He’s not being challenged on the court at the high school level, which means his skill set isn’t improving. After another year of triple-teams and constant fouling that will do nothing but improve his free throw shooting, Jeremy Tyler will be obligated to attend two semesters worth of classes in college. What’s the value in taking classes for one year when you know you’re not going to go work any further toward the degree because your future is on the court?
While we can see more athletes taking the Brandon Jennings route – Europe over JUCO when you aren’t likely to qualify – the guess here is that Tyler skipping his senior year in high school is an extremely rare exception. How many sophomores or juniors in high school definitely know they will play in the NBA? Most aren’t done growing at that age or are just coming into their own; at 6-foot-11 and 260, a scout told Dan Wetzel that Tyler could play in the league now.
“It’s just the old way of doing things and no one wants to swallow the pill of change,” James Tyler said. “Basketball is an American sport and they want the kids to go through the channels. And I think there is so much money generated in collegiate sports that they don’t want that interrupted. It’s a double standard.”
Of course, the big loser in all of this is college basketball. Another potential Big East star (at Louisville), who would have been ticketed for at least half a dozen National TV games and almost certainly a strong NCAA tournament run. Bummer.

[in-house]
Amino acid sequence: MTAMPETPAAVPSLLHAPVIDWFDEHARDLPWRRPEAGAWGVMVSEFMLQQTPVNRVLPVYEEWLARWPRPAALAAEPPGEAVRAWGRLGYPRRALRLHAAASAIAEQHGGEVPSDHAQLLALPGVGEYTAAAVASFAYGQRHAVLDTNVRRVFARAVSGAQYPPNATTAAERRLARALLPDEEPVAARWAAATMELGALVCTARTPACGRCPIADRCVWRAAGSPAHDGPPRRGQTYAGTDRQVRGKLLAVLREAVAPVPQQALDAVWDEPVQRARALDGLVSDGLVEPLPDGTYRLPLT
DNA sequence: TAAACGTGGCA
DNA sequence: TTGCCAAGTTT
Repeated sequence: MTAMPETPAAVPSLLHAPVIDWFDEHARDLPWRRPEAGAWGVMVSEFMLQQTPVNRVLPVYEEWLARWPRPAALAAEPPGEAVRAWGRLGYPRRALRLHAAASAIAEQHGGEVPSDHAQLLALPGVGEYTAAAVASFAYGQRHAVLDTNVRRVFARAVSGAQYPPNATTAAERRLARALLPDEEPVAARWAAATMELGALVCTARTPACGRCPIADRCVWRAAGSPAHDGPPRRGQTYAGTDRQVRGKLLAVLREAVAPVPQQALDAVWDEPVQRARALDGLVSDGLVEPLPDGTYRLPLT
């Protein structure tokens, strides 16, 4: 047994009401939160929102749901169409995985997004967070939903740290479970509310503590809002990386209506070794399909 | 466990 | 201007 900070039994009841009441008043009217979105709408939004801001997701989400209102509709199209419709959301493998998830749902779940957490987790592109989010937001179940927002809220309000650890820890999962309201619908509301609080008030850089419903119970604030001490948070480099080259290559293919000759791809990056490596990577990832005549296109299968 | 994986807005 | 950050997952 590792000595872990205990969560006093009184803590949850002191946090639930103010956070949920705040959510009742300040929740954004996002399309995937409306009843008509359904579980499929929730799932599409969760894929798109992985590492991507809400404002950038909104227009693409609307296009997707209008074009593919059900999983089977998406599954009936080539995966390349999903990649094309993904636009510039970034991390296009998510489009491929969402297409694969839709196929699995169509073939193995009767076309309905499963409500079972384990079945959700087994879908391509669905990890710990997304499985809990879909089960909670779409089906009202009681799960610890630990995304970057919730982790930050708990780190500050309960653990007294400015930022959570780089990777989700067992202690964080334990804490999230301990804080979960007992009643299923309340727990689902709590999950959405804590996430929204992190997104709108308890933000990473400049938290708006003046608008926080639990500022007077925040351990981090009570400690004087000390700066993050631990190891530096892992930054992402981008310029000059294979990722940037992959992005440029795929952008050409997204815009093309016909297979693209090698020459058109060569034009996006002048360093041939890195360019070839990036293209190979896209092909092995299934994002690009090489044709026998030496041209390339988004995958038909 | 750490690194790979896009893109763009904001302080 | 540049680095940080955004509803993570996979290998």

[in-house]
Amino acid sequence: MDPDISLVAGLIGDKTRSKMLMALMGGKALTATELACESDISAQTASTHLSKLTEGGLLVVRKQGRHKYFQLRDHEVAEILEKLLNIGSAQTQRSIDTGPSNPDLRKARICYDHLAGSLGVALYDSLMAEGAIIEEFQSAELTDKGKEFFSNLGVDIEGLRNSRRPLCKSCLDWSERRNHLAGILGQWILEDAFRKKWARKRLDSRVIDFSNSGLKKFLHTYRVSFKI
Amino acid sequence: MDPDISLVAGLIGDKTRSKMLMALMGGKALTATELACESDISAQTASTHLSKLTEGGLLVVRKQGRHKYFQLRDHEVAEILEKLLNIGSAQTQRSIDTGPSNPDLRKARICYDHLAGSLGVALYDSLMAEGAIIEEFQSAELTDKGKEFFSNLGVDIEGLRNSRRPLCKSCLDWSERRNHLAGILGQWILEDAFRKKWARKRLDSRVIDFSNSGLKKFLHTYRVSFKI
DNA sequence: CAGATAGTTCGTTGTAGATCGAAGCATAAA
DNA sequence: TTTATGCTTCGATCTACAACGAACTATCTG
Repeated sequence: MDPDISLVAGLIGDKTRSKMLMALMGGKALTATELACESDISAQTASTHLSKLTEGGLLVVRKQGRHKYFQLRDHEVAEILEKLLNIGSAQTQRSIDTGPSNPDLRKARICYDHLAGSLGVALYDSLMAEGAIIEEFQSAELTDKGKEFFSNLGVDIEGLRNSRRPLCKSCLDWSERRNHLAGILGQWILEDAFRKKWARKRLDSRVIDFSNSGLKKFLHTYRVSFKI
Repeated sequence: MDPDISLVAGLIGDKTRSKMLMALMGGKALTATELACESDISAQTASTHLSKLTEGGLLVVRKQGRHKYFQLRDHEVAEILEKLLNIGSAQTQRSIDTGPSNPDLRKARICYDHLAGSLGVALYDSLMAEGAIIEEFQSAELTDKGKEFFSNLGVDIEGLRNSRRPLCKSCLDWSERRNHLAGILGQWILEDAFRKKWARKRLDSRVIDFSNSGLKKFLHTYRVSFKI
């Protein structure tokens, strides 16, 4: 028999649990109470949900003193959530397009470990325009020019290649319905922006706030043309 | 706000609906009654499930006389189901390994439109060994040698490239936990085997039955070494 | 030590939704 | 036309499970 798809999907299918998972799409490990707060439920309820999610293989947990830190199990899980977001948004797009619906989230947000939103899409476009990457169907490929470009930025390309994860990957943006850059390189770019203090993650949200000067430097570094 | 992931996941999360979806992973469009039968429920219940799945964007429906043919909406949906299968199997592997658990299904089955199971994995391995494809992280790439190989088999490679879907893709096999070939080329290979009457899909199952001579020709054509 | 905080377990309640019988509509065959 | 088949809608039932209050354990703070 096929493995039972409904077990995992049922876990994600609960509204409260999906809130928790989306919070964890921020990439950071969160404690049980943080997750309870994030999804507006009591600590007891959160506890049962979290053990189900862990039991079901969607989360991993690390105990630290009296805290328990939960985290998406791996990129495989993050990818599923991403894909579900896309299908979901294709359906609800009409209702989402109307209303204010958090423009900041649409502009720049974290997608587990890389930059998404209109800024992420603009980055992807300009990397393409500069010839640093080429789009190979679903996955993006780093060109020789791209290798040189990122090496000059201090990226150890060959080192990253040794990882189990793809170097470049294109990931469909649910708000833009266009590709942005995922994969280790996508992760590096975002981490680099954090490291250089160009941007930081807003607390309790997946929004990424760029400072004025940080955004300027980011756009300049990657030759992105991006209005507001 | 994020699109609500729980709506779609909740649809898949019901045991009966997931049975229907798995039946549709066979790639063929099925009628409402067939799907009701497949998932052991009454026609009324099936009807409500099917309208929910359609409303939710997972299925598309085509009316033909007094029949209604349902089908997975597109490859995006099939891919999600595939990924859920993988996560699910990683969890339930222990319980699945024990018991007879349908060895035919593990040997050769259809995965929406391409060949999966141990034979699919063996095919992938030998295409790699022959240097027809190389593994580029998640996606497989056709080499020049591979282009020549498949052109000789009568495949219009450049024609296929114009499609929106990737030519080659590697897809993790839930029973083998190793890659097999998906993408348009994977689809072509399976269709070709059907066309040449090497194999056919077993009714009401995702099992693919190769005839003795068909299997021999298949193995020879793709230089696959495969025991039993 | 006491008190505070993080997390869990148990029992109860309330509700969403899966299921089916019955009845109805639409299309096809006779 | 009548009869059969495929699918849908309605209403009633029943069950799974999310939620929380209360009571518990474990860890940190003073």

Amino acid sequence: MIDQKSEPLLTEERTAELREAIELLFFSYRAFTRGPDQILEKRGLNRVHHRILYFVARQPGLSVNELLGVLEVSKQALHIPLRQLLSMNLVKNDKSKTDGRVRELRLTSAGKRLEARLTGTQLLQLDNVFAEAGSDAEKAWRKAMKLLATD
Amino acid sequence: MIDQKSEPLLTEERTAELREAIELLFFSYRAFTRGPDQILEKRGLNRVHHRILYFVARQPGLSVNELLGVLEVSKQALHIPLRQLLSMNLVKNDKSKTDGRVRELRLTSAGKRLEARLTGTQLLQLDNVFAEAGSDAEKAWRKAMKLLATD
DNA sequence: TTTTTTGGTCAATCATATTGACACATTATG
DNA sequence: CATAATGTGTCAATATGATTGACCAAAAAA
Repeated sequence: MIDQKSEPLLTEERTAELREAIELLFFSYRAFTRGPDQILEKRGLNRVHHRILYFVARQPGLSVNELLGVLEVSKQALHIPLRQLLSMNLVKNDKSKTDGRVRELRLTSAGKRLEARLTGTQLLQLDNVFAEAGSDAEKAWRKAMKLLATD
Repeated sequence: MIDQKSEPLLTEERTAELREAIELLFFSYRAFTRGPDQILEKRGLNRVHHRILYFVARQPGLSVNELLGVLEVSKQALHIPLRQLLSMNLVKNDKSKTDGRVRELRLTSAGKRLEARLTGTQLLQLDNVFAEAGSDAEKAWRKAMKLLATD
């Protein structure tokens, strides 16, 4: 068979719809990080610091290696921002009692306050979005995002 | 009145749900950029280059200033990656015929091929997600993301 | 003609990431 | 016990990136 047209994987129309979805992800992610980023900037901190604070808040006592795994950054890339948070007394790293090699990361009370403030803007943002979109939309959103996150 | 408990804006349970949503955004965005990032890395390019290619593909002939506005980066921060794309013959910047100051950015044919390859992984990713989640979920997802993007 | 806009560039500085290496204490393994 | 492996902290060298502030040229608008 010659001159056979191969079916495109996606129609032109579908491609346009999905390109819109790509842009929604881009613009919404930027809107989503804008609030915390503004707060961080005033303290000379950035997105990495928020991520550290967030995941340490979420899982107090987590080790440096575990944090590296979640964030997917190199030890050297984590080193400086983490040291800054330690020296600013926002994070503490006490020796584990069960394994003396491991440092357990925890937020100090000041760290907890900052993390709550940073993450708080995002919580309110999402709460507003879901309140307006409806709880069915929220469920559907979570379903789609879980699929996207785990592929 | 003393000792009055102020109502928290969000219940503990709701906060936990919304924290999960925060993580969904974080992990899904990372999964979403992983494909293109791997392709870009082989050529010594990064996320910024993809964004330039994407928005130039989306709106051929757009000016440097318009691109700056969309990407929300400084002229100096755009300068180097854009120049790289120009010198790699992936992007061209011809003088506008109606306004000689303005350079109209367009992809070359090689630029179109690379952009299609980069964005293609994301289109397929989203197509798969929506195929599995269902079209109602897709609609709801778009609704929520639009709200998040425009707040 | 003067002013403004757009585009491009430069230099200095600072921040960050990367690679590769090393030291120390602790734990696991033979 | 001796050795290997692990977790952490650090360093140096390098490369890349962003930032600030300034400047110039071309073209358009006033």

But college hoops (for about 15 years now, or since KG and the big boys started skipping college) has become a guard’s game anyway – find a couple long, 6-foot-9-ish defensive/rebounding factors (Noah and Horford? Hansbrough and Thompson? Arthur and Jackson?), and surround them with a few good guards and a nice 6-foot-7 wing scorer, and bingo, you’ve got yourself a title contender.
You wonder if some parents will ponder taking their 6-foot-10 9th grader and moving to Europe. Look at the top 150 players in the class of 2009. The adjective most used to describe the tallest players? Developing. But is that even true? If you’re that tall throughout high school, how can you develop when you tower over the competition throughout your career? This isn’t football, where you can just hire a QB coach for top dollar and practice reps weekly year ’round. Europe might be the answer.
Basketball Prospect Leaving High School to Play in Europe (NY Times)
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